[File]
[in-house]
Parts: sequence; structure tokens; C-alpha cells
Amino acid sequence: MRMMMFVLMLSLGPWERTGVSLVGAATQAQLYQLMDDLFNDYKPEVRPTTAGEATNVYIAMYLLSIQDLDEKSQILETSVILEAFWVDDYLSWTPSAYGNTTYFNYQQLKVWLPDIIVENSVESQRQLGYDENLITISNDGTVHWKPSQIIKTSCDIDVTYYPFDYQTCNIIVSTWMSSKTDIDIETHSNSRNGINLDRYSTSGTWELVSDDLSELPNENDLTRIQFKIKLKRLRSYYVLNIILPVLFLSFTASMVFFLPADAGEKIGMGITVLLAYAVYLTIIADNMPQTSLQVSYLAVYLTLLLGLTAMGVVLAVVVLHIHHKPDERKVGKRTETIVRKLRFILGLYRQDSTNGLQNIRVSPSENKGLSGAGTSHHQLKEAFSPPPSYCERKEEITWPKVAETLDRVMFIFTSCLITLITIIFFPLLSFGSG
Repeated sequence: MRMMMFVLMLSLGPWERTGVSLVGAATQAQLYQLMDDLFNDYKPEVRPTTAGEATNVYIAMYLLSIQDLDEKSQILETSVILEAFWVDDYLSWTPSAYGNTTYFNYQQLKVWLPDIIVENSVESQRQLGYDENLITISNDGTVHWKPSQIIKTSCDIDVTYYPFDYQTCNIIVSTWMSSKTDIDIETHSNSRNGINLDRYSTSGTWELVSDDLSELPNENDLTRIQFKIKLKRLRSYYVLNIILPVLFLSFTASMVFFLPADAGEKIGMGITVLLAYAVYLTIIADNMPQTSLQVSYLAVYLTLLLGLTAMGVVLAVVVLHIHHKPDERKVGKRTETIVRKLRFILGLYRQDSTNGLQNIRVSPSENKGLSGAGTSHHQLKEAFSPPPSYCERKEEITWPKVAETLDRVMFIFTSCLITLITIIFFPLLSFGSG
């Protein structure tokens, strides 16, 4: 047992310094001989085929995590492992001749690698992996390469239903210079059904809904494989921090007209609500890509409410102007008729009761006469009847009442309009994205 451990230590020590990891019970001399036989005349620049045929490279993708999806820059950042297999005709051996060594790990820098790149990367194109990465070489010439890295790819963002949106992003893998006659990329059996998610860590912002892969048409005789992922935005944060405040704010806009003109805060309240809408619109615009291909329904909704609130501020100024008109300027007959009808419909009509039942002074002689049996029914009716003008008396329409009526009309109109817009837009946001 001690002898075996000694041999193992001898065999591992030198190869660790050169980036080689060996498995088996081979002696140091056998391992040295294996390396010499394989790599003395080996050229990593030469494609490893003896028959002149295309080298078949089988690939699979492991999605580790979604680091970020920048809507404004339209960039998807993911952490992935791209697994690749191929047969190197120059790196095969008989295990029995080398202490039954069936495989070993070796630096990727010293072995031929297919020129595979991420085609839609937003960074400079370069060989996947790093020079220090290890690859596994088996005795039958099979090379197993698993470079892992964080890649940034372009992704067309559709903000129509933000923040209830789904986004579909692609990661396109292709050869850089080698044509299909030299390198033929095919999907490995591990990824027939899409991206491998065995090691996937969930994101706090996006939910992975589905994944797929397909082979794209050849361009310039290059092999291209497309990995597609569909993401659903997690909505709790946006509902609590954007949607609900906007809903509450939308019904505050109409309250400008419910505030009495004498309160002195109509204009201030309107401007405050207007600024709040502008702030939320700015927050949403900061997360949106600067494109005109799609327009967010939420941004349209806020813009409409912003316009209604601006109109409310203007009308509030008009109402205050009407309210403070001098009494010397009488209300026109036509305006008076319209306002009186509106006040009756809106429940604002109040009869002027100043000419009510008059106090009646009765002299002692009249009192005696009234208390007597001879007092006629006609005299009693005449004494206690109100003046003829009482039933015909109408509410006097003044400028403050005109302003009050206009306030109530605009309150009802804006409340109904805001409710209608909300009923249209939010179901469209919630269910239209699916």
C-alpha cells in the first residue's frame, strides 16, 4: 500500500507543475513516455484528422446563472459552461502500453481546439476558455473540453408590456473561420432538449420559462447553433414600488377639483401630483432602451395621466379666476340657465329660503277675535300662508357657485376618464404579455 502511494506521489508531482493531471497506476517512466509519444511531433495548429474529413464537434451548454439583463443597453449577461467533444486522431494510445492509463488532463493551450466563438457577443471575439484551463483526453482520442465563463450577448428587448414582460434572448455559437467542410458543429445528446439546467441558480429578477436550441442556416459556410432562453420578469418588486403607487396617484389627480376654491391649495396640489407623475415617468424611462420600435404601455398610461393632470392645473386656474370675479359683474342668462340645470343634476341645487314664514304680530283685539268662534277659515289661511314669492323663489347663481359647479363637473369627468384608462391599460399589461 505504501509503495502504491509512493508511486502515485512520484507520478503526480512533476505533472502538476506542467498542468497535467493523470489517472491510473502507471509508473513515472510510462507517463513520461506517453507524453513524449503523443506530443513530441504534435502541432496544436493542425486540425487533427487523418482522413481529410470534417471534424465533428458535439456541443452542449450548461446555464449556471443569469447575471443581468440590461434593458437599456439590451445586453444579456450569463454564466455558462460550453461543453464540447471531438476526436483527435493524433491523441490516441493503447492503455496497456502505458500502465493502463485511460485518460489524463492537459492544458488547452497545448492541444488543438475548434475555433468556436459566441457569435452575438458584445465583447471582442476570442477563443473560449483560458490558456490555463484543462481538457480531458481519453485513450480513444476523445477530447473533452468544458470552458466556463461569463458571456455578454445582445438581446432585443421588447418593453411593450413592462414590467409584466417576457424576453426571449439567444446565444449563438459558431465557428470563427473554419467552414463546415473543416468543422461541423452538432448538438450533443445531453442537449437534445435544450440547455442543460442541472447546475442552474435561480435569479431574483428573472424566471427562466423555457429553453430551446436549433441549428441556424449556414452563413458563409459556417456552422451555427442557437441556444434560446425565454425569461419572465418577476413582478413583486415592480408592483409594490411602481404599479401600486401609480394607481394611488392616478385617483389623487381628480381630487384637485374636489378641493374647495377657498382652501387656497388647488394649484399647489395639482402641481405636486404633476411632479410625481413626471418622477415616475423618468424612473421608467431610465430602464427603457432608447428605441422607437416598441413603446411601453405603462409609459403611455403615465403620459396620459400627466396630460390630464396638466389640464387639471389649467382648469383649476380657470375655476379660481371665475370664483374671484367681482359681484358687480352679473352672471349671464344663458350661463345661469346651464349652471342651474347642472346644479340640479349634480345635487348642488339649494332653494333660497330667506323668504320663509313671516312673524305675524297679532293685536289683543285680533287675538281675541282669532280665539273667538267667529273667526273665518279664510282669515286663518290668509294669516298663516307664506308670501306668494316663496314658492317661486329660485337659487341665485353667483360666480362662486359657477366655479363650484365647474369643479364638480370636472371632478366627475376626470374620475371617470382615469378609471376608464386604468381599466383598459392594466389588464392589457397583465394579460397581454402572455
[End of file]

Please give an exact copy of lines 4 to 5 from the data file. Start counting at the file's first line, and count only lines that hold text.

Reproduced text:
Repeated sequence: MRMMMFVLMLSLGPWERTGVSLVGAATQAQLYQLMDDLFNDYKPEVRPTTAGEATNVYIAMYLLSIQDLDEKSQILETSVILEAFWVDDYLSWTPSAYGNTTYFNYQQLKVWLPDIIVENSVESQRQLGYDENLITISNDGTVHWKPSQIIKTSCDIDVTYYPFDYQTCNIIVSTWMSSKTDIDIETHSNSRNGINLDRYSTSGTWELVSDDLSELPNENDLTRIQFKIKLKRLRSYYVLNIILPVLFLSFTASMVFFLPADAGEKIGMGITVLLAYAVYLTIIADNMPQTSLQVSYLAVYLTLLLGLTAMGVVLAVVVLHIHHKPDERKVGKRTETIVRKLRFILGLYRQDSTNGLQNIRVSPSENKGLSGAGTSHHQLKEAFSPPPSYCERKEEITWPKVAETLDRVMFIFTSCLITLITIIFFPLLSFGSG
């Protein structure tokens, strides 16, 4: 047992310094001989085929995590492992001749690698992996390469239903210079059904809904494989921090007209609500890509409410102007008729009761006469009847009442309009994205 451990230590020590990891019970001399036989005349620049045929490279993708999806820059950042297999005709051996060594790990820098790149990367194109990465070489010439890295790819963002949106992003893998006659990329059996998610860590912002892969048409005789992922935005944060405040704010806009003109805060309240809408619109615009291909329904909704609130501020100024008109300027007959009808419909009509039942002074002689049996029914009716003008008396329409009526009309109109817009837009946001 001690002898075996000694041999193992001898065999591992030198190869660790050169980036080689060996498995088996081979002696140091056998391992040295294996390396010499394989790599003395080996050229990593030469494609490893003896028959002149295309080298078949089988690939699979492991999605580790979604680091970020920048809507404004339209960039998807993911952490992935791209697994690749191929047969190197120059790196095969008989295990029995080398202490039954069936495989070993070796630096990727010293072995031929297919020129595979991420085609839609937003960074400079370069060989996947790093020079220090290890690859596994088996005795039958099979090379197993698993470079892992964080890649940034372009992704067309559709903000129509933000923040209830789904986004579909692609990661396109292709050869850089080698044509299909030299390198033929095919999907490995591990990824027939899409991206491998065995090691996937969930994101706090996006939910992975589905994944797929397909082979794209050849361009310039290059092999291209497309990995597609569909993401659903997690909505709790946006509902609590954007949607609900906007809903509450939308019904505050109409309250400008419910505030009495004498309160002195109509204009201030309107401007405050207007600024709040502008702030939320700015927050949403900061997360949106600067494109005109799609327009967010939420941004349209806020813009409409912003316009209604601006109109409310203007009308509030008009109402205050009407309210403070001098009494010397009488209300026109036509305006008076319209306002009186509106006040009756809106429940604002109040009869002027100043000419009510008059106090009646009765002299002692009249009192005696009234208390007597001879007092006629006609005299009693005449004494206690109100003046003829009482039933015909109408509410006097003044400028403050005109302003009050206009306030109530605009309150009802804006409340109904805001409710209608909300009923249209939010179901469209919630269910239209699916």